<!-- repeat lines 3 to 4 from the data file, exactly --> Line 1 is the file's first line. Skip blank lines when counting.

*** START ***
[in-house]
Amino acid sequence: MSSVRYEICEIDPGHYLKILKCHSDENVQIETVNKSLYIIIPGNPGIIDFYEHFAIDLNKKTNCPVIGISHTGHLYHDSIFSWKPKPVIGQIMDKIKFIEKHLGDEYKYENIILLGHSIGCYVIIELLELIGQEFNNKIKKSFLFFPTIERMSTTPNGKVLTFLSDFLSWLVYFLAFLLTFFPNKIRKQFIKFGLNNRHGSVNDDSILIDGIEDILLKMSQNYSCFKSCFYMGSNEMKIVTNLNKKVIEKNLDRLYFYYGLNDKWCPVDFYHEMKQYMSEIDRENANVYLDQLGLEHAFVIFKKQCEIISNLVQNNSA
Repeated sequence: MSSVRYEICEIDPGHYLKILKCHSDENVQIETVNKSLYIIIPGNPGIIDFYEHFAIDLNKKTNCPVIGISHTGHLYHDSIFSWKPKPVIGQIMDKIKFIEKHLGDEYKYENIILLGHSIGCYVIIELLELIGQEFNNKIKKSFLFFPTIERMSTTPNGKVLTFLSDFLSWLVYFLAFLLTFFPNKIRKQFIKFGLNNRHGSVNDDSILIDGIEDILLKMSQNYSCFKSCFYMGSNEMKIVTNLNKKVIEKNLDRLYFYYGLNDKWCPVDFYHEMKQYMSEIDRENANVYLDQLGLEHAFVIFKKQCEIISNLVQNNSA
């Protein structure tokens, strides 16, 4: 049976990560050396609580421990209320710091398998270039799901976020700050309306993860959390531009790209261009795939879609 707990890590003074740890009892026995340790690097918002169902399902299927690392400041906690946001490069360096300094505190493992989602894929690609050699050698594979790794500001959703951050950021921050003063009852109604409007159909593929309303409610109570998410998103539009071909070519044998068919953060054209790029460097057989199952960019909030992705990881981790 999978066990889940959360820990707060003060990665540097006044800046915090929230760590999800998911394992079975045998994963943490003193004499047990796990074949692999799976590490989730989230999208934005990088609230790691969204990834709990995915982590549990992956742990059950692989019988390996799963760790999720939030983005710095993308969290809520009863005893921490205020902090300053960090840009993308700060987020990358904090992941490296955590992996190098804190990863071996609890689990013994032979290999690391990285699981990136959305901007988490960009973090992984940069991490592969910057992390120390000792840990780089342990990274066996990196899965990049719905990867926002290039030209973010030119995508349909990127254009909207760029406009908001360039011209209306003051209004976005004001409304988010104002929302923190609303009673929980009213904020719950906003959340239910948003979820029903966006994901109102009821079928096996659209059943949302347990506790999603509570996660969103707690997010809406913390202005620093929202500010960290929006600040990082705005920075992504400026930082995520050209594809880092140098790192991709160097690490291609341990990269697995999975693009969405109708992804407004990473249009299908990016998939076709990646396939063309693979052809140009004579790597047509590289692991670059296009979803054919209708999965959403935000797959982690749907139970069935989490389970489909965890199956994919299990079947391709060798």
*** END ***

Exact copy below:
Repeated sequence: MSSVRYEICEIDPGHYLKILKCHSDENVQIETVNKSLYIIIPGNPGIIDFYEHFAIDLNKKTNCPVIGISHTGHLYHDSIFSWKPKPVIGQIMDKIKFIEKHLGDEYKYENIILLGHSIGCYVIIELLELIGQEFNNKIKKSFLFFPTIERMSTTPNGKVLTFLSDFLSWLVYFLAFLLTFFPNKIRKQFIKFGLNNRHGSVNDDSILIDGIEDILLKMSQNYSCFKSCFYMGSNEMKIVTNLNKKVIEKNLDRLYFYYGLNDKWCPVDFYHEMKQYMSEIDRENANVYLDQLGLEHAFVIFKKQCEIISNLVQNNSA
């Protein structure tokens, strides 16, 4: 049976990560050396609580421990209320710091398998270039799901976020700050309306993860959390531009790209261009795939879609 707990890590003074740890009892026995340790690097918002169902399902299927690392400041906690946001490069360096300094505190493992989602894929690609050699050698594979790794500001959703951050950021921050003063009852109604409007159909593929309303409610109570998410998103539009071909070519044998068919953060054209790029460097057989199952960019909030992705990881981790 999978066990889940959360820990707060003060990665540097006044800046915090929230760590999800998911394992079975045998994963943490003193004499047990796990074949692999799976590490989730989230999208934005990088609230790691969204990834709990995915982590549990992956742990059950692989019988390996799963760790999720939030983005710095993308969290809520009863005893921490205020902090300053960090840009993308700060987020990358904090992941490296955590992996190098804190990863071996609890689990013994032979290999690391990285699981990136959305901007988490960009973090992984940069991490592969910057992390120390000792840990780089342990990274066996990196899965990049719905990867926002290039030209973010030119995508349909990127254009909207760029406009908001360039011209209306003051209004976005004001409304988010104002929302923190609303009673929980009213904020719950906003959340239910948003979820029903966006994901109102009821079928096996659209059943949302347990506790999603509570996660969103707690997010809406913390202005620093929202500010960290929006600040990082705005920075992504400026930082995520050209594809880092140098790192991709160097690490291609341990990269697995999975693009969405109708992804407004990473249009299908990016998939076709990646396939063309693979052809140009004579790597047509590289692991670059296009979803054919209708999965959403935000797959982690749907139970069935989490389970489909965890199956994919299990079947391709060798």